Modern cell phone video conferencing features
As smartphones grow in popularity, the number and variety of features they offer grow as well. Here is a guide to mobile video conferencing features.
Video-telephony has been around in concept for almost a century. With the advent of the telephone, the general public has been fascinated by the idea of having face to face communication across vast distances. Thanks to increasingly efficient video codecs, video conferencing has progressed beyond the prohibitively costly systems of the 90s and is now accessible to almost everyone via their mobile phone.
The enthusiastic and widespread adoption of smartphones and tablet computers has enabled large numbers of the public to accelerate their communication capabilities while they’re on the go. The first few generations of smart phone cellular networks were not strong enough to transmit the amount of data required to support high definition video conferencing. Thankfully, with 3G and 4G LTE network capacity, video conferencing is readily available without even requiring the mobile device to be connected to a local wireless network. With cloud-based services like Blue Jeans, mobile video conferencing is a valuable asset to both personal and business operations.
As early as the 1920’s in the Bell Labs, engineers were working to develop a viable system of video conferencing technology. Although their efforts were unable to produce anything with widespread application until significantly later in the century, the seed had been sewn. Around the middle of the century as television became more and more popular in households across the country, people began to experience visual transmission as a regular occurrence. This development indicated that the ability to transmit video data back and forth between two parties in real time couldn’t be far off.
In the 80s and 90s, corporations and governments were able to use video conferencing at a significant cost of equipment, support systems, as well as management and upkeep expenses. As internet speeds and video compression technology became more refined, smaller companies and the public began to have access to desktop video conferencing through webcams. After the first webcam came on the market in 1994, video conferencing became accessible at a low cost for the first time. The initial “QuickCam” had a resolution of 320 by 240 pixels and came at a price of $100. Fast forward eight years and customers could buy a fully functional three dimensional webcam with a resolution of 1280 by 480 for the same price. The cameras began to be a standard feature built into new laptops at the manufacturing facilities.
The software infrastructure for video became lighter and lighter until it was eventually able to be shifted entirely to a cloud-based operation and thus finally accessible on mobile devices like cell phones and tablets. Products like Blue Jeans mobile video conferencing have popularized its use as conferencing on the go becomes more convenient and efficient. With the potential to accelerate productivity while cutting down on travel costs and carbon emissions, video conferencing gained in popularity as the preferred method of communication for many companies.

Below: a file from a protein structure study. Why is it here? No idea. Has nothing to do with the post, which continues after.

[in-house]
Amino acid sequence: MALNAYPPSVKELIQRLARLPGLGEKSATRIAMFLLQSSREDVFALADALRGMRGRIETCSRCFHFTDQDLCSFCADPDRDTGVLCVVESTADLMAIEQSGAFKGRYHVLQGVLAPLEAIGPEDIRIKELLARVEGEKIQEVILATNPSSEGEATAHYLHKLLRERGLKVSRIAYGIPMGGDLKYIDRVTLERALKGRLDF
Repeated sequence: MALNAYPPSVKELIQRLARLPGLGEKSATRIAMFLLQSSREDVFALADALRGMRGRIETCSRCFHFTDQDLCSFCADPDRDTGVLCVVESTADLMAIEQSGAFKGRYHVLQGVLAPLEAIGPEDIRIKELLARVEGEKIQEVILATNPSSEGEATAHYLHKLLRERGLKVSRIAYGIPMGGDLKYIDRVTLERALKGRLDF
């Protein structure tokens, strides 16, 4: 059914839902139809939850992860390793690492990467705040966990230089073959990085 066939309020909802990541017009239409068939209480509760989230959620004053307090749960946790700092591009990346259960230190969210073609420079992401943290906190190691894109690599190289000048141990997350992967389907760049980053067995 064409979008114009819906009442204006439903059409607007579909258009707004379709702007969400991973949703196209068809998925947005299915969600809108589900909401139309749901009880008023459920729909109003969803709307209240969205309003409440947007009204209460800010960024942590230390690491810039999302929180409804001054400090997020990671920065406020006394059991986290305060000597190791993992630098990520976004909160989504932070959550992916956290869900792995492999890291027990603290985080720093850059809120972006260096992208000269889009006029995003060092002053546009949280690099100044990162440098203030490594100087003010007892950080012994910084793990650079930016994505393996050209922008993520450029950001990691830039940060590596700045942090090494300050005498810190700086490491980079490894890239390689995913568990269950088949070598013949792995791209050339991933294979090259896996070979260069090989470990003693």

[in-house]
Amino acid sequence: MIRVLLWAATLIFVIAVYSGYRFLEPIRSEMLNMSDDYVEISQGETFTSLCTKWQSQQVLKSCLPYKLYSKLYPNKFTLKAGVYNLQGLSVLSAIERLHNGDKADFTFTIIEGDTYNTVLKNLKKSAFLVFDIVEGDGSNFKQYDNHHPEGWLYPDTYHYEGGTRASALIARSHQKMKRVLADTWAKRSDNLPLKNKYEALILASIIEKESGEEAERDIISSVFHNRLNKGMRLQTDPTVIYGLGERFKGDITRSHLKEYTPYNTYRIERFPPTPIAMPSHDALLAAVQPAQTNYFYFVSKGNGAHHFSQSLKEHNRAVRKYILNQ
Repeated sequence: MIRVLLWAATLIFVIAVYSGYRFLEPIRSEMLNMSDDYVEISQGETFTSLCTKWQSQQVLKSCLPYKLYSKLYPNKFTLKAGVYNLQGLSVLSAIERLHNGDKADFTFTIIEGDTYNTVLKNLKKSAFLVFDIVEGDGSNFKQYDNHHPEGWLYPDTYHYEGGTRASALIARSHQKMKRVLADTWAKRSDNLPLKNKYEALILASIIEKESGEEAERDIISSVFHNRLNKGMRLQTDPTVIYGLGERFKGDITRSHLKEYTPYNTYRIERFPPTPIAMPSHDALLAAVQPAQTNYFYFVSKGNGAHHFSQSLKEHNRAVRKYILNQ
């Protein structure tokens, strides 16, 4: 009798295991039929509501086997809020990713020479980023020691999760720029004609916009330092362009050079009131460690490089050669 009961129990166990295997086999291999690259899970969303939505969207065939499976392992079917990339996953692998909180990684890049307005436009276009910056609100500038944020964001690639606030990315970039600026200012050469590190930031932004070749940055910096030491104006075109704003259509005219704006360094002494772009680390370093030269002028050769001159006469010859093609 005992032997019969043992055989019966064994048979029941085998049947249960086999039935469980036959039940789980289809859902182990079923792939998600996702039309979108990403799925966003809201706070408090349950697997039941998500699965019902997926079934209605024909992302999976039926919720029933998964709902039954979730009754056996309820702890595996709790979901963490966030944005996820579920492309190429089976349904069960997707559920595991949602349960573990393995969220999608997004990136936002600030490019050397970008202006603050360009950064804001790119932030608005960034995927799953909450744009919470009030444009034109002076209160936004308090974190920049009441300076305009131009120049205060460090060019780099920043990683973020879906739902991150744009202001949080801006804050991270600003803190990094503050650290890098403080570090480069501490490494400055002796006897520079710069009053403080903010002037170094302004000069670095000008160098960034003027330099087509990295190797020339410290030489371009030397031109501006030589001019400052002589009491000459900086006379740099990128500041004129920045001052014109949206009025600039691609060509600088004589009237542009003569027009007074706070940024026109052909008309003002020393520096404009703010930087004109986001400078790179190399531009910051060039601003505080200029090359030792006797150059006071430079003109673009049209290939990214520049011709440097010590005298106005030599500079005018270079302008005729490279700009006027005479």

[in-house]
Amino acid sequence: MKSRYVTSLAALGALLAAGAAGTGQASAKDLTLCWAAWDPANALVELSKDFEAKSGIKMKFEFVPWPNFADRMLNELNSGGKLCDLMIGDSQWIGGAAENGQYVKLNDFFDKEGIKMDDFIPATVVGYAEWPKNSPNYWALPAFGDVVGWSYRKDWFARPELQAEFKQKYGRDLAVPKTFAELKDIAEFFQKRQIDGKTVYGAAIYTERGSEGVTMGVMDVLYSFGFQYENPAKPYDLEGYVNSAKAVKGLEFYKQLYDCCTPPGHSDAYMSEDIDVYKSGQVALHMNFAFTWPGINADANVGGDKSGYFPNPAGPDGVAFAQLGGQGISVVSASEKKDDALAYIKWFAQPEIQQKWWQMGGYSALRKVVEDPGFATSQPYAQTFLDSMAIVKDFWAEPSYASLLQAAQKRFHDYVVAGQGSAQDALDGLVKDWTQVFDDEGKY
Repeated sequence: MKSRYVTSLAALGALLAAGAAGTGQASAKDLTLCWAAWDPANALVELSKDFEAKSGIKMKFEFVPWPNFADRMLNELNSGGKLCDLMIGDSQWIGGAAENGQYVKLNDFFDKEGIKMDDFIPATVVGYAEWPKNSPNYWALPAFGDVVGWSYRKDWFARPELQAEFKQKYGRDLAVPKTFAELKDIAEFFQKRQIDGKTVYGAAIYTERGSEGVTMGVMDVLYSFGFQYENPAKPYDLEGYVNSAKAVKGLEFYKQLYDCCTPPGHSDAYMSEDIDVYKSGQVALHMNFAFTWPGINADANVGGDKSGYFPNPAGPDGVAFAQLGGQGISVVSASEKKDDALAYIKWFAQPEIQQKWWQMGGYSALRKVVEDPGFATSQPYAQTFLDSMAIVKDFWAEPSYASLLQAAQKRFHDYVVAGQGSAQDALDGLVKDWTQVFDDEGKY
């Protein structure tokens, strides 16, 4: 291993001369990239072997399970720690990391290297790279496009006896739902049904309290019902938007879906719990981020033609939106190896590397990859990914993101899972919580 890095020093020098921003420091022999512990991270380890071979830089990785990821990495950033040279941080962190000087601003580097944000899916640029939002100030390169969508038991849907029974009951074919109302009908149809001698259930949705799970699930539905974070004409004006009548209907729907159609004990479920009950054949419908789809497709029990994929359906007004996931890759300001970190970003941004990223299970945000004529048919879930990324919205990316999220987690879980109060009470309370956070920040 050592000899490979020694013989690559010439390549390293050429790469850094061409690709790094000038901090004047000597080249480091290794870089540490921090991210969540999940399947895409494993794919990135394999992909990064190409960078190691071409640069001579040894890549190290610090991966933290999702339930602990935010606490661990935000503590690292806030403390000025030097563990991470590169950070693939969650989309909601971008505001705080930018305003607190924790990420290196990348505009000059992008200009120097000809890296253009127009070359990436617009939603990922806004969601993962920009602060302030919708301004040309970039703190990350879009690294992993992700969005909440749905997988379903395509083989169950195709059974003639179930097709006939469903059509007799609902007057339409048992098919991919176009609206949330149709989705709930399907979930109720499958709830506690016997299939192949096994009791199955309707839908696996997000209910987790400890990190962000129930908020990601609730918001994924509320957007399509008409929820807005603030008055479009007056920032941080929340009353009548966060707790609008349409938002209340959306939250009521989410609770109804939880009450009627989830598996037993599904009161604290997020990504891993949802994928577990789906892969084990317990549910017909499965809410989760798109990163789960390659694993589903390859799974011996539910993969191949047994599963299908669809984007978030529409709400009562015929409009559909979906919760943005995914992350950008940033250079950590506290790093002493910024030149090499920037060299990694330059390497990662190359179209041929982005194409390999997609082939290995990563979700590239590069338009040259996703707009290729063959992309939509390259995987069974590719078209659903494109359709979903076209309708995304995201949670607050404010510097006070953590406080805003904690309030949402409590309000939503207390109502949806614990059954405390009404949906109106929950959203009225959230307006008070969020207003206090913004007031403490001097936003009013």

Accessibility and Features
One of the primary advances in accessibility that has begun to universalize video conferencing is the ability to conference between varying platforms. Until somewhat recently, most video conferencing software only enabled users to communicate with others using the same platform. However for newer services like Blue Jeans, mobile video conferencing can be paired with non-mobile devices like conference room-oriented tools. This interoperability takes mobile conferencing a huge step forward in terms of practical use and accessibility.
From a corporate perspective, video conferencing is only as valuable as the actual workplace productivity it can accelerate. For anything from sales pitches, to research and development collaboration, to customer service calls, sharing files during the video conference helps to streamline any conversation or presentation by allowing both parties to see and review any relevant documents or slides in real time. The streaming quality available now has gotten advanced enough to enough share video files simultaneously with the conference.
If one of your colleagues is unavailable for a particular conferencing session, tools such as the recording feature are a helpful way to save any part of the presentation or conversation for sharing at a later point. If it’s a particularly complicated meeting with a lot of details, being able to devote your full attention to the conference at hand instead of focusing on jotting down all of the details in your notes allows you to better grasp the concepts. Revisit the information at a later point and freely pause when you need to take a moment to take note.
In terms of interface, mobile video conferencing tools now offer users intuitive ways to best adjust the visual layout of the conference. Users can zoom in on files being shared with them so they can read along. They can also arrange the video feeds for different participants in the way they see fit.
While mobile phones have not always been known are the devices with the best security standards for transmitting data, modern mobile video conferencing is now wholly encrypted
and protected with a firewall to ensure that none of the information from your meeting is leaking beyond the intended recipients.